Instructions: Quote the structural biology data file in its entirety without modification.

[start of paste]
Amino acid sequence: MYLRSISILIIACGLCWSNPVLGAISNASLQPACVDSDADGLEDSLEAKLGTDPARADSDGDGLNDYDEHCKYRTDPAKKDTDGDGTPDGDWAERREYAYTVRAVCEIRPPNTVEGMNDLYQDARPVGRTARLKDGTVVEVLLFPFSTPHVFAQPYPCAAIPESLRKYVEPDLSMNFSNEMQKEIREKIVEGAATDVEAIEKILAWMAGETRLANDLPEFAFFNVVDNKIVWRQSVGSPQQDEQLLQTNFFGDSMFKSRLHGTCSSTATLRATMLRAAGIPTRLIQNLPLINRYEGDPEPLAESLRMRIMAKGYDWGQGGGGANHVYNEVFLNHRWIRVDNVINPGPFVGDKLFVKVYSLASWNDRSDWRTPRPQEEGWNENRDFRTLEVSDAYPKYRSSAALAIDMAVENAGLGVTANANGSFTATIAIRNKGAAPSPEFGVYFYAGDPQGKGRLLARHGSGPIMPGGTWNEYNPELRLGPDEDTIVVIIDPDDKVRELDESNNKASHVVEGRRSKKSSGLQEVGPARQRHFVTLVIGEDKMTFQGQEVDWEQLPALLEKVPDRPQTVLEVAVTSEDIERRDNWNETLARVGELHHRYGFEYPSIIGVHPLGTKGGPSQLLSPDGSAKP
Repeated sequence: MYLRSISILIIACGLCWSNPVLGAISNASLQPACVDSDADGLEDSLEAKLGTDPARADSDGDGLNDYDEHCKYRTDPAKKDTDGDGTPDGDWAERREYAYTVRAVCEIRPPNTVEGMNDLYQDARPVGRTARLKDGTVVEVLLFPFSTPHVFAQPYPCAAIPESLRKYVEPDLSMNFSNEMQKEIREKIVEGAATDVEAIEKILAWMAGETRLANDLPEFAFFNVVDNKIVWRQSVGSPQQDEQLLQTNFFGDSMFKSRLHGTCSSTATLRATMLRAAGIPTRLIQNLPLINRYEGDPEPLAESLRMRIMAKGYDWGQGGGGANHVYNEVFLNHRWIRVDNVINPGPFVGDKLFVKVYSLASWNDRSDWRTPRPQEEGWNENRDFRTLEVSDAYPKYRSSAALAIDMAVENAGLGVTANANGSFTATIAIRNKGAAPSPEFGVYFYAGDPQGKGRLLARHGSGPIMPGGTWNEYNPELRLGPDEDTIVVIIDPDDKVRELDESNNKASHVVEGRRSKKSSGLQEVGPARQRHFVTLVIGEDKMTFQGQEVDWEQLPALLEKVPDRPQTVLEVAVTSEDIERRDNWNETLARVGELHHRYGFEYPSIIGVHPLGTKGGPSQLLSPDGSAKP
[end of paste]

Amino acid sequence: MYLRSISILIIACGLCWSNPVLGAISNASLQPACVDSDADGLEDSLEAKLGTDPARADSDGDGLNDYDEHCKYRTDPAKKDTDGDGTPDGDWAERREYAYTVRAVCEIRPPNTVEGMNDLYQDARPVGRTARLKDGTVVEVLLFPFSTPHVFAQPYPCAAIPESLRKYVEPDLSMNFSNEMQKEIREKIVEGAATDVEAIEKILAWMAGETRLANDLPEFAFFNVVDNKIVWRQSVGSPQQDEQLLQTNFFGDSMFKSRLHGTCSSTATLRATMLRAAGIPTRLIQNLPLINRYEGDPEPLAESLRMRIMAKGYDWGQGGGGANHVYNEVFLNHRWIRVDNVINPGPFVGDKLFVKVYSLASWNDRSDWRTPRPQEEGWNENRDFRTLEVSDAYPKYRSSAALAIDMAVENAGLGVTANANGSFTATIAIRNKGAAPSPEFGVYFYAGDPQGKGRLLARHGSGPIMPGGTWNEYNPELRLGPDEDTIVVIIDPDDKVRELDESNNKASHVVEGRRSKKSSGLQEVGPARQRHFVTLVIGEDKMTFQGQEVDWEQLPALLEKVPDRPQTVLEVAVTSEDIERRDNWNETLARVGELHHRYGFEYPSIIGVHPLGTKGGPSQLLSPDGSAKP
Repeated sequence: MYLRSISILIIACGLCWSNPVLGAISNASLQPACVDSDADGLEDSLEAKLGTDPARADSDGDGLNDYDEHCKYRTDPAKKDTDGDGTPDGDWAERREYAYTVRAVCEIRPPNTVEGMNDLYQDARPVGRTARLKDGTVVEVLLFPFSTPHVFAQPYPCAAIPESLRKYVEPDLSMNFSNEMQKEIREKIVEGAATDVEAIEKILAWMAGETRLANDLPEFAFFNVVDNKIVWRQSVGSPQQDEQLLQTNFFGDSMFKSRLHGTCSSTATLRATMLRAAGIPTRLIQNLPLINRYEGDPEPLAESLRMRIMAKGYDWGQGGGGANHVYNEVFLNHRWIRVDNVINPGPFVGDKLFVKVYSLASWNDRSDWRTPRPQEEGWNENRDFRTLEVSDAYPKYRSSAALAIDMAVENAGLGVTANANGSFTATIAIRNKGAAPSPEFGVYFYAGDPQGKGRLLARHGSGPIMPGGTWNEYNPELRLGPDEDTIVVIIDPDDKVRELDESNNKASHVVEGRRSKKSSGLQEVGPARQRHFVTLVIGEDKMTFQGQEVDWEQLPALLEKVPDRPQTVLEVAVTSEDIERRDNWNETLARVGELHHRYGFEYPSIIGVHPLGTKGGPSQLLSPDGSAKP